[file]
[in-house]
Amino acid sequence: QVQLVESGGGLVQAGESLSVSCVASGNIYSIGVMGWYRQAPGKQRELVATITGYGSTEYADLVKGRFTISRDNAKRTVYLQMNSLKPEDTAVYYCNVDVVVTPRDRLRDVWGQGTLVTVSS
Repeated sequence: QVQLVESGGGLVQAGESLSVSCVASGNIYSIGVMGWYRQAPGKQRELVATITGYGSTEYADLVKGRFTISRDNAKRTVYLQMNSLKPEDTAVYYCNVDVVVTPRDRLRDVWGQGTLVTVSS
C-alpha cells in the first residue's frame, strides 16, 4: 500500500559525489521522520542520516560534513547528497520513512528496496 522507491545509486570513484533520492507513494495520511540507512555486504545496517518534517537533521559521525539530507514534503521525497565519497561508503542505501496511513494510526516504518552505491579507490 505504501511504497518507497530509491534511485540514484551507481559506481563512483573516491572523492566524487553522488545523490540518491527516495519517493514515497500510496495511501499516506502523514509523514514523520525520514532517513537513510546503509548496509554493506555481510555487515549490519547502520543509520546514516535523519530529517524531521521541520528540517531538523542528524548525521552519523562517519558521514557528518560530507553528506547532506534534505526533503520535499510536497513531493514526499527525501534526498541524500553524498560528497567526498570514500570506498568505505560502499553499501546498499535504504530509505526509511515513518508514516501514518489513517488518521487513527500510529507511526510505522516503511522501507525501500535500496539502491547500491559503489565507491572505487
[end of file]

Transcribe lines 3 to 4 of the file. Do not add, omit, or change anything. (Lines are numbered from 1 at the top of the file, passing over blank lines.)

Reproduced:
Repeated sequence: QVQLVESGGGLVQAGESLSVSCVASGNIYSIGVMGWYRQAPGKQRELVATITGYGSTEYADLVKGRFTISRDNAKRTVYLQMNSLKPEDTAVYYCNVDVVVTPRDRLRDVWGQGTLVTVSS
C-alpha cells in the first residue's frame, strides 16, 4: 500500500559525489521522520542520516560534513547528497520513512528496496 522507491545509486570513484533520492507513494495520511540507512555486504545496517518534517537533521559521525539530507514534503521525497565519497561508503542505501496511513494510526516504518552505491579507490 505504501511504497518507497530509491534511485540514484551507481559506481563512483573516491572523492566524487553522488545523490540518491527516495519517493514515497500510496495511501499516506502523514509523514514523520525520514532517513537513510546503509548496509554493506555481510555487515549490519547502520543509520546514516535523519530529517524531521521541520528540517531538523542528524548525521552519523562517519558521514557528518560530507553528506547532506534534505526533503520535499510536497513531493514526499527525501534526498541524500553524498560528497567526498570514500570506498568505505560502499553499501546498499535504504530509505526509511515513518508514516501514518489513517488518521487513527500510529507511526510505522516503511522501507525501500535500496539502491547500491559503489565507491572505487